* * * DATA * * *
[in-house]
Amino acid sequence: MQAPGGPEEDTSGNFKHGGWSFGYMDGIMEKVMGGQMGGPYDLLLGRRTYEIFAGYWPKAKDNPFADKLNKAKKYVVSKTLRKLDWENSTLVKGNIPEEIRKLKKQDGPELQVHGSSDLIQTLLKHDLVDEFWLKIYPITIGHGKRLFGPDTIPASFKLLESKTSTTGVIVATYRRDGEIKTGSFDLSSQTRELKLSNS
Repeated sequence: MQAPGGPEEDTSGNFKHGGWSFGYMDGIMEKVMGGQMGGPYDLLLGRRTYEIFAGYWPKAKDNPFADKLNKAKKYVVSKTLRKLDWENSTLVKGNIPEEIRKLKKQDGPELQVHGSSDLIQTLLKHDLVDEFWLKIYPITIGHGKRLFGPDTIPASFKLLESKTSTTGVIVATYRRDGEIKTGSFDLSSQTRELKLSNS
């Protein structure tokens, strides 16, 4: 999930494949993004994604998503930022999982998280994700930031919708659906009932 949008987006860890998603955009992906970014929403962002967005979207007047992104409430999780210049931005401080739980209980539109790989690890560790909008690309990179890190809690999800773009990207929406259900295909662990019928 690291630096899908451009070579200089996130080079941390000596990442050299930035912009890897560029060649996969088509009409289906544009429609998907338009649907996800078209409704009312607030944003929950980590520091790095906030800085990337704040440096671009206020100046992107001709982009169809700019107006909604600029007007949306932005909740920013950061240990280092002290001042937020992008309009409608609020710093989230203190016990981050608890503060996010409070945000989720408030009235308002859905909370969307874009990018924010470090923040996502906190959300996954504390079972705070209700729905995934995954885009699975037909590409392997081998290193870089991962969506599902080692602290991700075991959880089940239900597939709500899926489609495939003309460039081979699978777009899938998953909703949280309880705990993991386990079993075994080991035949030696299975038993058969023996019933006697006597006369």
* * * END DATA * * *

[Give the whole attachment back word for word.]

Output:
[in-house]
Amino acid sequence: MQAPGGPEEDTSGNFKHGGWSFGYMDGIMEKVMGGQMGGPYDLLLGRRTYEIFAGYWPKAKDNPFADKLNKAKKYVVSKTLRKLDWENSTLVKGNIPEEIRKLKKQDGPELQVHGSSDLIQTLLKHDLVDEFWLKIYPITIGHGKRLFGPDTIPASFKLLESKTSTTGVIVATYRRDGEIKTGSFDLSSQTRELKLSNS
Repeated sequence: MQAPGGPEEDTSGNFKHGGWSFGYMDGIMEKVMGGQMGGPYDLLLGRRTYEIFAGYWPKAKDNPFADKLNKAKKYVVSKTLRKLDWENSTLVKGNIPEEIRKLKKQDGPELQVHGSSDLIQTLLKHDLVDEFWLKIYPITIGHGKRLFGPDTIPASFKLLESKTSTTGVIVATYRRDGEIKTGSFDLSSQTRELKLSNS
């Protein structure tokens, strides 16, 4: 999930494949993004994604998503930022999982998280994700930031919708659906009932 949008987006860890998603955009992906970014929403962002967005979207007047992104409430999780210049931005401080739980209980539109790989690890560790909008690309990179890190809690999800773009990207929406259900295909662990019928 690291630096899908451009070579200089996130080079941390000596990442050299930035912009890897560029060649996969088509009409289906544009429609998907338009649907996800078209409704009312607030944003929950980590520091790095906030800085990337704040440096671009206020100046992107001709982009169809700019107006909604600029007007949306932005909740920013950061240990280092002290001042937020992008309009409608609020710093989230203190016990981050608890503060996010409070945000989720408030009235308002859905909370969307874009990018924010470090923040996502906190959300996954504390079972705070209700729905995934995954885009699975037909590409392997081998290193870089991962969506599902080692602290991700075991959880089940239900597939709500899926489609495939003309460039081979699978777009899938998953909703949280309880705990993991386990079993075994080991035949030696299975038993058969023996019933006697006597006369």